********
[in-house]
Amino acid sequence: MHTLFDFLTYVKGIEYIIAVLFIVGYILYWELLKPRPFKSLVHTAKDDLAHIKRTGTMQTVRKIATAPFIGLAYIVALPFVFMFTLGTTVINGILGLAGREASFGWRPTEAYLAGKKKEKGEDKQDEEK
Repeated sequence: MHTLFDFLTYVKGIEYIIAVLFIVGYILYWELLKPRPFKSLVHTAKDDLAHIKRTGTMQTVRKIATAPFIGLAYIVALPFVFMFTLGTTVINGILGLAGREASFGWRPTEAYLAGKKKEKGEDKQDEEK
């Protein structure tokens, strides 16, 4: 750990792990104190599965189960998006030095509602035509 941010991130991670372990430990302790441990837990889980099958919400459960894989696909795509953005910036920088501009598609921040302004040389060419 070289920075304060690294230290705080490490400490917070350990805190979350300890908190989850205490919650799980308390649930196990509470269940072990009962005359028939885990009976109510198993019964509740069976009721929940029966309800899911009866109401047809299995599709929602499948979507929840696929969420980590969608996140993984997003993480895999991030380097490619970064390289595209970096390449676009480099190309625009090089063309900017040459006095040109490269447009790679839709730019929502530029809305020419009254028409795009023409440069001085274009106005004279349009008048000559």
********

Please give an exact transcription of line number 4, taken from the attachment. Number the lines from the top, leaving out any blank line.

């Protein structure tokens, strides 16, 4: 750990792990104190599965189960998006030095509602035509 941010991130991670372990430990302790441990837990889980099958919400459960894989696909795509953005910036920088501009598609921040302004040389060419 070289920075304060690294230290705080490490400490917070350990805190979350300890908190989850205490919650799980308390649930196990509470269940072990009962005359028939885990009976109510198993019964509740069976009721929940029966309800899911009866109401047809299995599709929602499948979507929840696929969420980590969608996140993984997003993480895999991030380097490619970064390289595209970096390449676009480099190309625009090089063309900017040459006095040109490269447009790679839709730019929502530029809305020419009254028409795009023409440069001085274009106005004279349009008048000559």